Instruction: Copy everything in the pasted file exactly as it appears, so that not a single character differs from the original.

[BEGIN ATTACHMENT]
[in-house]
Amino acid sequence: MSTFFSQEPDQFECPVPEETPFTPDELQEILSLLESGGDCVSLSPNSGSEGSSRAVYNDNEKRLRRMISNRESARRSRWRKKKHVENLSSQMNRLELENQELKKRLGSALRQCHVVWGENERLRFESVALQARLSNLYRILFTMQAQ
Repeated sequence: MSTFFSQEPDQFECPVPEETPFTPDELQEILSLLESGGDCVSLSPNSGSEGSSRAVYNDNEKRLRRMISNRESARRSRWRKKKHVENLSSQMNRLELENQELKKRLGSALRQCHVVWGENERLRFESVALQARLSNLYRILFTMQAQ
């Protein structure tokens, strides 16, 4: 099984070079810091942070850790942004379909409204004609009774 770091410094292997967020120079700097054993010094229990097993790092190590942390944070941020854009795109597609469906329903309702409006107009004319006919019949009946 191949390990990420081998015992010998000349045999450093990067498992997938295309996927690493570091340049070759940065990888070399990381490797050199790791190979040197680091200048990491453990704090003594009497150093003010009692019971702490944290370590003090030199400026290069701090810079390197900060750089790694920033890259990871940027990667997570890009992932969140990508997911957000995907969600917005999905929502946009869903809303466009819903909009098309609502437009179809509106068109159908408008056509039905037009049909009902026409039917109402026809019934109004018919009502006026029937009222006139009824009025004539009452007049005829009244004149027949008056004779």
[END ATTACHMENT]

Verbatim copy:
[in-house]
Amino acid sequence: MSTFFSQEPDQFECPVPEETPFTPDELQEILSLLESGGDCVSLSPNSGSEGSSRAVYNDNEKRLRRMISNRESARRSRWRKKKHVENLSSQMNRLELENQELKKRLGSALRQCHVVWGENERLRFESVALQARLSNLYRILFTMQAQ
Repeated sequence: MSTFFSQEPDQFECPVPEETPFTPDELQEILSLLESGGDCVSLSPNSGSEGSSRAVYNDNEKRLRRMISNRESARRSRWRKKKHVENLSSQMNRLELENQELKKRLGSALRQCHVVWGENERLRFESVALQARLSNLYRILFTMQAQ
């Protein structure tokens, strides 16, 4: 099984070079810091942070850790942004379909409204004609009774 770091410094292997967020120079700097054993010094229990097993790092190590942390944070941020854009795109597609469906329903309702409006107009004319006919019949009946 191949390990990420081998015992010998000349045999450093990067498992997938295309996927690493570091340049070759940065990888070399990381490797050199790791190979040197680091200048990491453990704090003594009497150093003010009692019971702490944290370590003090030199400026290069701090810079390197900060750089790694920033890259990871940027990667997570890009992932969140990508997911957000995907969600917005999905929502946009869903809303466009819903909009098309609502437009179809509106068109159908408008056509039905037009049909009902026409039917109402026809019934109004018919009502006026029937009222006139009824009025004539009452007049005829009244004149027949008056004779």